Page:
How Belly Dance Saved My Life

Strong words, I know, but I do not exaggerate. All my life I have struggled with body image issues, due in large part to having a mother who has seemingly been on some type of diet for as long as I can remember. Weight Watchers, the Atkins Diet, the Cabbage Soup diet, the South Beach Diet… I was raised on aspartame and fat-free everything. I tried a lot of the same diets my mom did even though I don’t actually have any memory of feeling fat. Looking back at pictures from my teenage years, I wasn’t overweight. But dieting was the norm in my world, so I suppose I just went along with it.

In college, I gained the dreaded “Freshman Fifteen” (and then some). Then I lost it. And soon gained it back. I went on this way for years, much like my mother. I was almost always at war with my body. When I got sick in 2006 and was diagnosed with Crohn’s Disease, my body became the attacker. It hated me. My body was my worst enemy, now in a new and incurable way.

After a round of anti-TNF meds left me with a slip of an immune system and recurrent skin infections, I was exhausted from fighting my body. I wanted to make peace with it. Somewhere along the way, I developed an interest in belly dance, sparked by reading a book by a (then) local author called Snake Hips: Belly Dancing and How I Found True Love.

Moving to Chicago finally afforded me an opportunity to explore belly dance. In June of 2009, I nervously stepped through the door of Arabesque. With zero dance background and having jokingly been told my entire life that I had inherited my mother’s lack of grace, I was prepared to make a complete fool of myself. But I was determined to find a new me.

My teacher, Mae, put me at ease, assuring me that my lack of experience didn’t matter. It helped that she looked more like me than the Hollywood versions of belly dancers I had created in my head. I mean, she had an actual belly! Just like mine! In just a few months, I moved up from the beginners class to Mae’s Tribal Fusion Basics and by the fall,  I was performing with her beginners’ student troupe, Down Hips Down.

I connected deeply with tribal fusion belly dance.  I saw myself reflected in the duality of the movements, soft and graceful one moment and fiery and powerful the next. I adored the aesthetic, mixing heavy fabrics with lace and tulle, sparkly beads, clanking chains and coins, dramatic flowery headpieces. With Mae’s guidance, I began making my own costumes and learning about stage makeup. (It was also Mae who introduced me to the torturous beauty of false eyelashes.) I loved the theatricality of it all, the way the layers of fabric swished when I spun, the way my jewelry jangled as I shimmied across the stage. And finally, I appreciated my body for what it was: imperfect but beautiful and mysterious and yes, even graceful. When I danced, I felt connected to my body; we weren’t enemies in those moments. Slowly, the space between those moments decreased.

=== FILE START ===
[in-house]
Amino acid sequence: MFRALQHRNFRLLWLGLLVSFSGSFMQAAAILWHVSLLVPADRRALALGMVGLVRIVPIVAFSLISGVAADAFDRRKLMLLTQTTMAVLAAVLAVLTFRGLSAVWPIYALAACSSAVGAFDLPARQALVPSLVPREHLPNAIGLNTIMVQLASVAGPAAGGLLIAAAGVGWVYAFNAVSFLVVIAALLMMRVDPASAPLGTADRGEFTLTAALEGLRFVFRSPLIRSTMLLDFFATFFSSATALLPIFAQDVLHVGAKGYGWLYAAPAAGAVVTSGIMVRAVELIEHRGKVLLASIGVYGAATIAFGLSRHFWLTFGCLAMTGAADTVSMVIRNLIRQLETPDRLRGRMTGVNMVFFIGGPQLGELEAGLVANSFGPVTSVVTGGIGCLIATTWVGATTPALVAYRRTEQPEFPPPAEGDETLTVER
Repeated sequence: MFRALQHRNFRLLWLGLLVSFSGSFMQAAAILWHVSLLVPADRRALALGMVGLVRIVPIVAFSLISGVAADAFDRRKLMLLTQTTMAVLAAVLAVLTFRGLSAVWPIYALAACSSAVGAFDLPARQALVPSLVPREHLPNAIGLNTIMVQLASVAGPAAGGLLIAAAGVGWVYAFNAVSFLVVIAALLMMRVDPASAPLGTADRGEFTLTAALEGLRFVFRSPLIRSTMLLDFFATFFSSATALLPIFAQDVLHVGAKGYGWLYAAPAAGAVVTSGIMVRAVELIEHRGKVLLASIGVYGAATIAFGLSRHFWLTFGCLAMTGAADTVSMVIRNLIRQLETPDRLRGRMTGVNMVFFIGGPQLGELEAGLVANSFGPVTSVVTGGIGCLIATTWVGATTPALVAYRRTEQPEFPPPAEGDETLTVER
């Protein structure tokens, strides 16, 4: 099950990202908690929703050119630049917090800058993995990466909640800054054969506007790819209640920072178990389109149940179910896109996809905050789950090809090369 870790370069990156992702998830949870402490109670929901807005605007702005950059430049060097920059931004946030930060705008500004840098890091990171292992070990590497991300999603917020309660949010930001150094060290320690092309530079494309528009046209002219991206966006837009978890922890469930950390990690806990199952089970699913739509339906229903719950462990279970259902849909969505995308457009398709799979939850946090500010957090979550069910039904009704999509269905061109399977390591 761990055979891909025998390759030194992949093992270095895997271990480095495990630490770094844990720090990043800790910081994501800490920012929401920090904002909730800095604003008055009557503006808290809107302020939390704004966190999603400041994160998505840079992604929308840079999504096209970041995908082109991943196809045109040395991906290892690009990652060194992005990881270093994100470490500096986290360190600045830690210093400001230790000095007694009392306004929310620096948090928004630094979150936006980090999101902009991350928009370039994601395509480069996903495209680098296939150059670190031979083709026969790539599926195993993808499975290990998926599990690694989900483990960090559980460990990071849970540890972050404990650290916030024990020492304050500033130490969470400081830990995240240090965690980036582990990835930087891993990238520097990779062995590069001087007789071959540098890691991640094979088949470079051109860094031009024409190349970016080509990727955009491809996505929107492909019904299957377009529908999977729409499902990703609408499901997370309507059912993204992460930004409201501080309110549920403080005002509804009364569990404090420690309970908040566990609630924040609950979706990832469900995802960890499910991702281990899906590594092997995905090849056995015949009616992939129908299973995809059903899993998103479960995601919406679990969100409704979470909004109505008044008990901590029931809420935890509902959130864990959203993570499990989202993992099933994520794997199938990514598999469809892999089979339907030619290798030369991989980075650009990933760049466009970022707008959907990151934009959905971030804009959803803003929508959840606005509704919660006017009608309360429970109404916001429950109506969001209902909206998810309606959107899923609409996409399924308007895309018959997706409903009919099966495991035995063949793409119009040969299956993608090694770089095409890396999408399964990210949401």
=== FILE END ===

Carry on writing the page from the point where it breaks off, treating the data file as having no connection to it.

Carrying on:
What I once thought would be a fun hobby has become a way of life. Belly dance has given me the courage to step into the unknown and embrace it and to embrace myself. It has taught me that my curves are beautiful and full of their own brand of grace and strength. It has taught me that I’m stronger and braver than I ever thought and that my body, while still often an enemy, is under my control.

 

Photo courtesy of Eugene Slowik, Jr.

7 responses to “How Belly Dance Saved My Life

  1. You are fucking fantastic darlin!! I’m so glad. No grace my ass! You could have fooled me. Here is to many more years of snake hips, lace slips, soft shifts, and eating babies!!!

  2. I love this article. It’s inspiring to hear about women owning their bodies, and dance seems like a particularly wonderful way to do it. And how brave you were to just walk on in by yourself with no experience! Good for you.

    Also, from what I can see in that photo, you are GORGEOUS!

    • Aw, thank you! I routinely extol the life-saving properties of belly dance. I would encourage everyone to try it at least once! (Or at the very least go see a performance!)

  3. I loved reading this! So well said and so inspiring. I’m glad you found belly dance, lady, you are a beautiful human.🙂

  4. I love this Staci!!! Your photo is truly inspiring. I have missed you and the way you fully own this journey of life. I haven’t tried belly dancing (yet) but my girls and I do often have panty dance parties at home and I am hopeful that my lack of inhibition around them leaves a lasting impression. Oh what our well meaning mothers did to us🙂

    • Thanks Cresta! It’s funny, I actually haven’t been dancing much at all lately but I firmly believe that belly dance was there at the exact time in my life that I needed it and it will still be again in the future.

      I remember you once telling me how your mother always complimented your girls with “pretty” and you insisted that she should use words like “smart” or “brave” as well. I have much hope for your girls. 🙂

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